Growing Out of Childhood into Tween Girlhood

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When my eldest daughter was beginning that season of moving from childhood to girlhood, childhood seemed like such a long stretch, comparably, but oh it is still so short.

It wasn’t long ago when she was dressing up in frilly tutus and plastic dress up shoes. Then she began spending more time pouring over books on writing, learning how to build robots, and writing endless stories. Now she is owning her high school education, has published a novel, and is talking about college choices.

This growth hasn’t come without some of the more difficult stages of mood swings and a battle of the wills, though. One particular day we found ourselves in such a battle.

(FYI, I asked my daughter for permission to write about our incident and she okayed it).

My purpose in writing is not to harm my daughter or tear her down. But to enlighten others who may be going through the same thing and learn from each other. Trust me, I have a lot to learn when it comes to handling this stage of mothering and the tween years.

It started when I asked my daughter, who was almost 11 at the time, to go clean her room after breakfast. To me, it seemed like a simple, straightforward request. But for her, it was overwhelming and unfair. So it exploded into a battle of screaming, crying, and threats.

I don’t handle estrogen well. I’m trying and I’m learning. But off the handle, I can pretty much end up sounding like a grown-up tween myself.

After asking a friend for counsel, I decided to take my daughter out that evening on a date to Starbucks. Just her and I and the Beautiful Girlhood book study. We learned about character building and oh how it was so timely in lieu of our little mishap that morning.

Shaping a Child

There is a lot more involved in shaping a child then merely behavior modification or management. (This really goes for boys).

A child who doesn’t understand what she’s going through simply needs to be understood. My daughter, once she gets going, has a hard time stopping, especially if we keep threatening or piling on punishment. It often escalates the issues.

She is human and admits she deals with a selfish heart. She admitted this on her own. This helps me know how to pray for my daughter and really focus my attention on what needs help.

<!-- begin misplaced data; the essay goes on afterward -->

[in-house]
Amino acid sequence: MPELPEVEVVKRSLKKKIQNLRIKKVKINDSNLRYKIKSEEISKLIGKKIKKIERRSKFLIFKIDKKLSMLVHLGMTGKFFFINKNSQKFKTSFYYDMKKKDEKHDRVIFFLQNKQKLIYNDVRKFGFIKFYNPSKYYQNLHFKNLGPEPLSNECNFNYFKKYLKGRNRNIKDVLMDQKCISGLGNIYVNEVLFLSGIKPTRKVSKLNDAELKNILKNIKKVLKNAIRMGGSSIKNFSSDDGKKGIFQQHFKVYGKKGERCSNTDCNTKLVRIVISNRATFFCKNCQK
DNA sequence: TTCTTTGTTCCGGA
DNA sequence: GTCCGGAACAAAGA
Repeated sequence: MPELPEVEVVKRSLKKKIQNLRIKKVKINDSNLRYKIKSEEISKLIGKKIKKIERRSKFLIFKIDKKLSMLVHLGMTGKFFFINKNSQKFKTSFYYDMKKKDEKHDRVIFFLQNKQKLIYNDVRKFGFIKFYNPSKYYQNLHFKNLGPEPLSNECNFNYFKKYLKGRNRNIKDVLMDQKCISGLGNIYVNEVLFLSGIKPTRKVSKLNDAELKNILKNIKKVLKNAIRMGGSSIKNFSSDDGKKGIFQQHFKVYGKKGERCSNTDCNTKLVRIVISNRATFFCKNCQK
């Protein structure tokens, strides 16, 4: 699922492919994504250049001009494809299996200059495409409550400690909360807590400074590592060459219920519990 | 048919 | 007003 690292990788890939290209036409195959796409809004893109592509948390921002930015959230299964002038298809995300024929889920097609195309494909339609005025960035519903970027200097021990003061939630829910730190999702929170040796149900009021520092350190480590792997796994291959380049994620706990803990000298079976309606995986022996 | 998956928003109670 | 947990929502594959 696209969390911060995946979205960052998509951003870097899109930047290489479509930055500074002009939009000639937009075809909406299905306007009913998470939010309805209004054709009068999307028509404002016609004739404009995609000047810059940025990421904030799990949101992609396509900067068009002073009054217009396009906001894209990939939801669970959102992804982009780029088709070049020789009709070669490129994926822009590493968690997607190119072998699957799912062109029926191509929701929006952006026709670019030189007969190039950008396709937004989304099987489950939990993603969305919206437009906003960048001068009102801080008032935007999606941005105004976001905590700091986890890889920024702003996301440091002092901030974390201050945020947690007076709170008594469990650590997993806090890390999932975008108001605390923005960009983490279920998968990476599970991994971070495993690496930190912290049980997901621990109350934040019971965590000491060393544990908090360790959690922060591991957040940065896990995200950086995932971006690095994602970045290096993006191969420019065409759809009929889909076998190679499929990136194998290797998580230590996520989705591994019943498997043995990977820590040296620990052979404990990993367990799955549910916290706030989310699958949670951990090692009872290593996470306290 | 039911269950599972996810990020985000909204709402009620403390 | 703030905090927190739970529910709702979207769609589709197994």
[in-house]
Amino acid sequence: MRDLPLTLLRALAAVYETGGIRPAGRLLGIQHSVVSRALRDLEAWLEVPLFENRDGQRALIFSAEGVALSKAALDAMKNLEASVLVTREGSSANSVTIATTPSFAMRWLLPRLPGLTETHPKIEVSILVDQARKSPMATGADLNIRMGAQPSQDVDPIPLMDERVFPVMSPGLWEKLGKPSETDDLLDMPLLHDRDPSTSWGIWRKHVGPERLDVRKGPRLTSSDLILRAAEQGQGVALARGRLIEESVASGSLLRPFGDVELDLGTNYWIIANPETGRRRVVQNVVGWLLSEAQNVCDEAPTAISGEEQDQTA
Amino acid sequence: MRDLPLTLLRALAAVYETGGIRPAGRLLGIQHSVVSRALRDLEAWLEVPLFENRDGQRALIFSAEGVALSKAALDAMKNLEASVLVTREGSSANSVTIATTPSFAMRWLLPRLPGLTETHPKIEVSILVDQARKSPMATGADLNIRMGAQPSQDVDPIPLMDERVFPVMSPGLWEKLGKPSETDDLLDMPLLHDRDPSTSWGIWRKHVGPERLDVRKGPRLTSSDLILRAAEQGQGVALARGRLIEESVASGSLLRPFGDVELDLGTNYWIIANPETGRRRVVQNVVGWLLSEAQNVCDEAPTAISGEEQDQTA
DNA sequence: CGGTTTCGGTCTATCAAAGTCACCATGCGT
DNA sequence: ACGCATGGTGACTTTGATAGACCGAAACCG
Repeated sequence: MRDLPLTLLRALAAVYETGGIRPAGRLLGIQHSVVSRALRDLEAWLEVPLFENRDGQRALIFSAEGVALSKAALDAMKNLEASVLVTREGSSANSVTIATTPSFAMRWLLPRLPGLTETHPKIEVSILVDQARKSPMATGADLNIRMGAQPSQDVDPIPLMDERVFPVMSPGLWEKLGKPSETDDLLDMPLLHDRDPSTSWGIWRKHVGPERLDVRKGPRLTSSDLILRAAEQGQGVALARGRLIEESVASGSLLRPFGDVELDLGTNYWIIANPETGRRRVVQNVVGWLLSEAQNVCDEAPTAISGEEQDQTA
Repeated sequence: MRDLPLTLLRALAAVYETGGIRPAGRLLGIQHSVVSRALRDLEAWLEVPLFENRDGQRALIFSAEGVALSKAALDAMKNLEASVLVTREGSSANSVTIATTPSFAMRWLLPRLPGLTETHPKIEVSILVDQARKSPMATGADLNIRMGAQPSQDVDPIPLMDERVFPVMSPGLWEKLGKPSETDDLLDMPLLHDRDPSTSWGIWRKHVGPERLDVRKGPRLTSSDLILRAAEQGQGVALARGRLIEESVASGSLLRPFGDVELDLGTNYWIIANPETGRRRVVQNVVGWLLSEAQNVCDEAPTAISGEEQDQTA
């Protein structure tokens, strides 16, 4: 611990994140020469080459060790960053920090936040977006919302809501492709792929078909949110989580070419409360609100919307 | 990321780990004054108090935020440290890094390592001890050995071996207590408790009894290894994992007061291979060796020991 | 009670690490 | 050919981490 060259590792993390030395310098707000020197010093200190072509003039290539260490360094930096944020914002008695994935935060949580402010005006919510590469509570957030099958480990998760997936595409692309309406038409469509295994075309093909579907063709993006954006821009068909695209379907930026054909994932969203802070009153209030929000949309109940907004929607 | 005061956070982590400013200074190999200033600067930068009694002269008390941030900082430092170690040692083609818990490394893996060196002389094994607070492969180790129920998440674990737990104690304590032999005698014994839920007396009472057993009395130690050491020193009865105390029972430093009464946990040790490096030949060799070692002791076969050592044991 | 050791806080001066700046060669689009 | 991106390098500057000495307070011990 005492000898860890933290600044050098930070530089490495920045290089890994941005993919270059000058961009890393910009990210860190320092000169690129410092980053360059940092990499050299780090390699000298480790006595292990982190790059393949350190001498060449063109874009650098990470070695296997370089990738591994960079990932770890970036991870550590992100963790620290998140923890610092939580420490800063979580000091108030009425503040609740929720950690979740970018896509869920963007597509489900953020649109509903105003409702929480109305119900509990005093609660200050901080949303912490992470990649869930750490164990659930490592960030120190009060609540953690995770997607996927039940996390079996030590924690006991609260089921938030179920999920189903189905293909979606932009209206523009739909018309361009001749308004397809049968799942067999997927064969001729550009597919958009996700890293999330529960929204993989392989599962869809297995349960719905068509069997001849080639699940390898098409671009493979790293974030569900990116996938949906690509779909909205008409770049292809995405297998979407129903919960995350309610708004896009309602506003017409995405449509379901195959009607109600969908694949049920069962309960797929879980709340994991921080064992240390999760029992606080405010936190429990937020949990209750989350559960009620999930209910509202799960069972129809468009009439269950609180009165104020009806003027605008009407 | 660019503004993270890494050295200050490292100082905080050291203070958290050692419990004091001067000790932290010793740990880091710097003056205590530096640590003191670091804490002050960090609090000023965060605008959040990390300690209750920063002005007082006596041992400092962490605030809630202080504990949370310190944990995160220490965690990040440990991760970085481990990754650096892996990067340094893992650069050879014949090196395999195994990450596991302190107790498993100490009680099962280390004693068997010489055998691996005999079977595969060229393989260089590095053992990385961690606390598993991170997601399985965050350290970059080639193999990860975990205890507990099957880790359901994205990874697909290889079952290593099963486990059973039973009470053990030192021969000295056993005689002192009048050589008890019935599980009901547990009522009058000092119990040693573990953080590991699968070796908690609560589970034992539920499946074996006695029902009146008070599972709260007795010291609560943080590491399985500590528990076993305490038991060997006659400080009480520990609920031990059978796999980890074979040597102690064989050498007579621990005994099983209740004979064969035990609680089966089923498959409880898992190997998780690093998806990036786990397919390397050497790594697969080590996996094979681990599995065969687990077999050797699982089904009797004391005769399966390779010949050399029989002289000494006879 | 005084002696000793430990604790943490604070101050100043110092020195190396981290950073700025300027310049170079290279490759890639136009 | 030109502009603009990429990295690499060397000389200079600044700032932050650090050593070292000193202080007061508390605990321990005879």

A selfish heart is really the root of all our issues, isn’t it? It’s at the root of my heart when I want my children to behave because it’s easier for me. 

It’s Not About Easy

But easy is not the life God has called me to. Striving for ease only robs me of the rich life God has for me. I must choose to invest. And there are seasons of motherhood when more is required of us–more time, more wisdom, more emotionally and mentally. I definitely found that to be true in the tween years.

So, once per week, my daughter and I would head out to Starbucks, do our Beautiful Girlhood study, and then write, side by side, with our laptops. Getting away from everyone allows us to have uninterrupted girl talk. One of the barista’s overheard us talking last week and glanced a smile at me.

My daughter is worth investing in and rather then spend my one writing day alone at Starbucks, I chose to spend it with her at Starbucks. Our children need us to care and they need us to show them we care.

Do you have a tween girl who’s going through some changes that you are both struggling with? Might I suggest the Beautiful Girlhood study and weekly date night? If you can’t go out, lock yourself in a bedroom for an hour with a plate of cookies instead. Make it special, and just for the two of you.

For His Glory,

Christin Slade


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